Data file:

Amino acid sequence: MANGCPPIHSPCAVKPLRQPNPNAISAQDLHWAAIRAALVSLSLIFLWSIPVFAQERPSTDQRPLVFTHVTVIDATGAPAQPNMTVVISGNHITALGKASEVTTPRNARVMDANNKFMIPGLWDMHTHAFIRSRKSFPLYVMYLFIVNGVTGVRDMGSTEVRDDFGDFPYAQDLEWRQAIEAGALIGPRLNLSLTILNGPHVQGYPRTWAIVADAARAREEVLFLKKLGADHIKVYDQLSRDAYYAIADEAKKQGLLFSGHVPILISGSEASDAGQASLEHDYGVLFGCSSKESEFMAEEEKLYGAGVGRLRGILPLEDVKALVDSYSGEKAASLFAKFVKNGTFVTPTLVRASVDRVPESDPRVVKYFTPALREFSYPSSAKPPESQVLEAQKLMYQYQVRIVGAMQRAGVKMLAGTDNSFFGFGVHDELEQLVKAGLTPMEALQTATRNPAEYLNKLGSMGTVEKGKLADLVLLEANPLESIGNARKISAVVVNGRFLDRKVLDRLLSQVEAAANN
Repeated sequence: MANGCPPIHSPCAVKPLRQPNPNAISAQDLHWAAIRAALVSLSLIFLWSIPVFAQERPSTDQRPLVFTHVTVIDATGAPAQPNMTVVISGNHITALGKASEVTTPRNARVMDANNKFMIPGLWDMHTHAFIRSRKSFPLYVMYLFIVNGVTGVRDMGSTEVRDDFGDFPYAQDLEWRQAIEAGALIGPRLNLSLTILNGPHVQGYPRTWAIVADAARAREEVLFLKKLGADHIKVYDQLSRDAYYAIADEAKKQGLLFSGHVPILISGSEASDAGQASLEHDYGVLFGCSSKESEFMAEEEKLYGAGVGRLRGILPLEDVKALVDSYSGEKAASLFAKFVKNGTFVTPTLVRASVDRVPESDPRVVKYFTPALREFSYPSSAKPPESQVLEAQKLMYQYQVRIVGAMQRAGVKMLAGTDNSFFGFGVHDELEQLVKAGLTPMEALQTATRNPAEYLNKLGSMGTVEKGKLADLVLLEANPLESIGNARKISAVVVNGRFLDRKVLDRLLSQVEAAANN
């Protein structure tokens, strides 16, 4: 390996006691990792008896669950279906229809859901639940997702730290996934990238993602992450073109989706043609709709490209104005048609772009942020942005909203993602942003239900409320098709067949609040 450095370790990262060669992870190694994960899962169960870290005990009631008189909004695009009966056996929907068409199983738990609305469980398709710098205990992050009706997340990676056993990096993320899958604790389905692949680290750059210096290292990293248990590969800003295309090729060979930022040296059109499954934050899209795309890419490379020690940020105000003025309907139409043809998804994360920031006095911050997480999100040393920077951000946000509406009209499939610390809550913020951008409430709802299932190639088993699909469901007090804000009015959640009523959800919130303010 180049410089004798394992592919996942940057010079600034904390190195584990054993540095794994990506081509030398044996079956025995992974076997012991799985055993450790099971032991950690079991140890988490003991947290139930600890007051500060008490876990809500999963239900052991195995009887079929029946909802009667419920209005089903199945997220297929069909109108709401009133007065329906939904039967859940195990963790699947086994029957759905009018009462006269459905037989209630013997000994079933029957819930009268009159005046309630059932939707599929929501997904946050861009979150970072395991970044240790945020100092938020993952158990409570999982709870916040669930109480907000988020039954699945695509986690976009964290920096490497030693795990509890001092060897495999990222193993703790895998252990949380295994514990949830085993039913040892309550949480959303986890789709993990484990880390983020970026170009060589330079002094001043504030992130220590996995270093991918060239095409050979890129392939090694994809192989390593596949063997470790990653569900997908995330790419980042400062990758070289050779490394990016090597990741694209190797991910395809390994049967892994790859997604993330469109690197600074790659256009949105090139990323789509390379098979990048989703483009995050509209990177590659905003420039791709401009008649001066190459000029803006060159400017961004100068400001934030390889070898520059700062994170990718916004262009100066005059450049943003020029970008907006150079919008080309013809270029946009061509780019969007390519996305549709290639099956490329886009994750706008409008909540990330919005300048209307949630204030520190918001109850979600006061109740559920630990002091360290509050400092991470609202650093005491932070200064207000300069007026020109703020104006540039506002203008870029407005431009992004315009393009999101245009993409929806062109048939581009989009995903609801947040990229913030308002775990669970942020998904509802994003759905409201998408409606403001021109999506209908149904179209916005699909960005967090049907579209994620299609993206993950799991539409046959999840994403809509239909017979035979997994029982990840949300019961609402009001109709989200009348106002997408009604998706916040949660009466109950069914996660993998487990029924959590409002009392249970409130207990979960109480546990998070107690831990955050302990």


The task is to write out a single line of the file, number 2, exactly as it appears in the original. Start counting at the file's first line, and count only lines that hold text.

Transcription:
Repeated sequence: MANGCPPIHSPCAVKPLRQPNPNAISAQDLHWAAIRAALVSLSLIFLWSIPVFAQERPSTDQRPLVFTHVTVIDATGAPAQPNMTVVISGNHITALGKASEVTTPRNARVMDANNKFMIPGLWDMHTHAFIRSRKSFPLYVMYLFIVNGVTGVRDMGSTEVRDDFGDFPYAQDLEWRQAIEAGALIGPRLNLSLTILNGPHVQGYPRTWAIVADAARAREEVLFLKKLGADHIKVYDQLSRDAYYAIADEAKKQGLLFSGHVPILISGSEASDAGQASLEHDYGVLFGCSSKESEFMAEEEKLYGAGVGRLRGILPLEDVKALVDSYSGEKAASLFAKFVKNGTFVTPTLVRASVDRVPESDPRVVKYFTPALREFSYPSSAKPPESQVLEAQKLMYQYQVRIVGAMQRAGVKMLAGTDNSFFGFGVHDELEQLVKAGLTPMEALQTATRNPAEYLNKLGSMGTVEKGKLADLVLLEANPLESIGNARKISAVVVNGRFLDRKVLDRLLSQVEAAANN